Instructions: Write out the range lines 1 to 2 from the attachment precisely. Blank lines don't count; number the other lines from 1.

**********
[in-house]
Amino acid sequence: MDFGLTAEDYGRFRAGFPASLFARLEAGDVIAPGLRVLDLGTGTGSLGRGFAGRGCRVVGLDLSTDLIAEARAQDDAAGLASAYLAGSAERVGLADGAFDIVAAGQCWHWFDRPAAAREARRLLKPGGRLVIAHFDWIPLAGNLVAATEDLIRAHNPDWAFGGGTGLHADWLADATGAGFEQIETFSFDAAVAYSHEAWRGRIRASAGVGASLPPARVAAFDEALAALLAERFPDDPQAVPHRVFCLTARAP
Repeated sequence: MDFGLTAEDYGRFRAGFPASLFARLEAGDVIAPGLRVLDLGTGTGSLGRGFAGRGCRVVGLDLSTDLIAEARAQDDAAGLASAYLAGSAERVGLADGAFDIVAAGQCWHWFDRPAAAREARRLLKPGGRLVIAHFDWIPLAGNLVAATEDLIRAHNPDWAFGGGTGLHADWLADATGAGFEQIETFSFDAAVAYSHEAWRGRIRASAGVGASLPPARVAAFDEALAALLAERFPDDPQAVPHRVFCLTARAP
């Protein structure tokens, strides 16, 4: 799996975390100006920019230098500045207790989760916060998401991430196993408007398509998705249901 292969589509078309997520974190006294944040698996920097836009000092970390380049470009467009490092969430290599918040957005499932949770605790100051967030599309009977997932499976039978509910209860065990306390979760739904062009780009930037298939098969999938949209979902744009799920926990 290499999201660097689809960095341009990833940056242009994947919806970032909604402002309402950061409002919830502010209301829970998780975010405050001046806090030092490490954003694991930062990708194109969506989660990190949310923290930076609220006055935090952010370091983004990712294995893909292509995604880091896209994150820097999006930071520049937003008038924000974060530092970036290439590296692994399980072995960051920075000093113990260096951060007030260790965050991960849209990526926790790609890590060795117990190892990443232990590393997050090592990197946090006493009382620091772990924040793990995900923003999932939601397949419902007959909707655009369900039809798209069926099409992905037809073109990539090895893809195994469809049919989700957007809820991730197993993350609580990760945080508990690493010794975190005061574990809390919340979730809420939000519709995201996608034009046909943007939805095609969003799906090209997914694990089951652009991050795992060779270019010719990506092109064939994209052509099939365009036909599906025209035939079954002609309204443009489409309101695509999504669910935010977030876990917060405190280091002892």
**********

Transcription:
[in-house]
Amino acid sequence: MDFGLTAEDYGRFRAGFPASLFARLEAGDVIAPGLRVLDLGTGTGSLGRGFAGRGCRVVGLDLSTDLIAEARAQDDAAGLASAYLAGSAERVGLADGAFDIVAAGQCWHWFDRPAAAREARRLLKPGGRLVIAHFDWIPLAGNLVAATEDLIRAHNPDWAFGGGTGLHADWLADATGAGFEQIETFSFDAAVAYSHEAWRGRIRASAGVGASLPPARVAAFDEALAALLAERFPDDPQAVPHRVFCLTARAP